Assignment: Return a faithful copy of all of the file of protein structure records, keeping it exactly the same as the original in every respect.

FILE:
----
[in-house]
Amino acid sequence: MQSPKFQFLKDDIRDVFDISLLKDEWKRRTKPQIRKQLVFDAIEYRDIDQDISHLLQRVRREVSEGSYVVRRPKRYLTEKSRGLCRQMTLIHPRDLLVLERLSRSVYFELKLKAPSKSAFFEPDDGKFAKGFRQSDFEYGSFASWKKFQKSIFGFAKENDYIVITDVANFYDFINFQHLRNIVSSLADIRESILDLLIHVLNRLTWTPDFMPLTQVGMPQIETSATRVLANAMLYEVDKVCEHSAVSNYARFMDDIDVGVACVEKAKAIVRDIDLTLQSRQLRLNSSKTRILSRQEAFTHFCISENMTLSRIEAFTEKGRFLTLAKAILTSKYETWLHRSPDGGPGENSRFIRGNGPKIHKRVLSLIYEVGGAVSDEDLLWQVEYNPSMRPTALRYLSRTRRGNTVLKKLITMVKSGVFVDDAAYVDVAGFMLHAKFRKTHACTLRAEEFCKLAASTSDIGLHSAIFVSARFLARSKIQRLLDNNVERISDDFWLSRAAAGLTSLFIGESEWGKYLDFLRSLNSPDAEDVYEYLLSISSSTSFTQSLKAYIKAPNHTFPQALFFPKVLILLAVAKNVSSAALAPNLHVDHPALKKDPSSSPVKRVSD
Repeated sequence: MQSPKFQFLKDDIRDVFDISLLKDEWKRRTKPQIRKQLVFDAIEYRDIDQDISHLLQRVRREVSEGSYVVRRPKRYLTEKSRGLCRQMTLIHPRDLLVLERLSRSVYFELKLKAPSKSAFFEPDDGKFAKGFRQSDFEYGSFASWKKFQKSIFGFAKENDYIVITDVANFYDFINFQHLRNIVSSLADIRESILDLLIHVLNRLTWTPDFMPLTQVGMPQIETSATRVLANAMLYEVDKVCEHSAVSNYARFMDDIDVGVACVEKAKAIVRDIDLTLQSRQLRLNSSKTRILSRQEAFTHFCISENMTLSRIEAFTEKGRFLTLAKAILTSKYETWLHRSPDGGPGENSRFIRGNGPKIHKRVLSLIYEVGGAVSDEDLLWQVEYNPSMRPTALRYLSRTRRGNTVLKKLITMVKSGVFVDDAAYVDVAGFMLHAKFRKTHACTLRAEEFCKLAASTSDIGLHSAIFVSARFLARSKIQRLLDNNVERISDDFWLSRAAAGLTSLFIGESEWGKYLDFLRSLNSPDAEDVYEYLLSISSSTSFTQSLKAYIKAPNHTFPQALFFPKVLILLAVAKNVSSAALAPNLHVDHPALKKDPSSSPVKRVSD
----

[in-house]
Amino acid sequence: MQSPKFQFLKDDIRDVFDISLLKDEWKRRTKPQIRKQLVFDAIEYRDIDQDISHLLQRVRREVSEGSYVVRRPKRYLTEKSRGLCRQMTLIHPRDLLVLERLSRSVYFELKLKAPSKSAFFEPDDGKFAKGFRQSDFEYGSFASWKKFQKSIFGFAKENDYIVITDVANFYDFINFQHLRNIVSSLADIRESILDLLIHVLNRLTWTPDFMPLTQVGMPQIETSATRVLANAMLYEVDKVCEHSAVSNYARFMDDIDVGVACVEKAKAIVRDIDLTLQSRQLRLNSSKTRILSRQEAFTHFCISENMTLSRIEAFTEKGRFLTLAKAILTSKYETWLHRSPDGGPGENSRFIRGNGPKIHKRVLSLIYEVGGAVSDEDLLWQVEYNPSMRPTALRYLSRTRRGNTVLKKLITMVKSGVFVDDAAYVDVAGFMLHAKFRKTHACTLRAEEFCKLAASTSDIGLHSAIFVSARFLARSKIQRLLDNNVERISDDFWLSRAAAGLTSLFIGESEWGKYLDFLRSLNSPDAEDVYEYLLSISSSTSFTQSLKAYIKAPNHTFPQALFFPKVLILLAVAKNVSSAALAPNLHVDHPALKKDPSSSPVKRVSD
Repeated sequence: MQSPKFQFLKDDIRDVFDISLLKDEWKRRTKPQIRKQLVFDAIEYRDIDQDISHLLQRVRREVSEGSYVVRRPKRYLTEKSRGLCRQMTLIHPRDLLVLERLSRSVYFELKLKAPSKSAFFEPDDGKFAKGFRQSDFEYGSFASWKKFQKSIFGFAKENDYIVITDVANFYDFINFQHLRNIVSSLADIRESILDLLIHVLNRLTWTPDFMPLTQVGMPQIETSATRVLANAMLYEVDKVCEHSAVSNYARFMDDIDVGVACVEKAKAIVRDIDLTLQSRQLRLNSSKTRILSRQEAFTHFCISENMTLSRIEAFTEKGRFLTLAKAILTSKYETWLHRSPDGGPGENSRFIRGNGPKIHKRVLSLIYEVGGAVSDEDLLWQVEYNPSMRPTALRYLSRTRRGNTVLKKLITMVKSGVFVDDAAYVDVAGFMLHAKFRKTHACTLRAEEFCKLAASTSDIGLHSAIFVSARFLARSKIQRLLDNNVERISDDFWLSRAAAGLTSLFIGESEWGKYLDFLRSLNSPDAEDVYEYLLSISSSTSFTQSLKAYIKAPNHTFPQALFFPKVLILLAVAKNVSSAALAPNLHVDHPALKKDPSSSPVKRVSD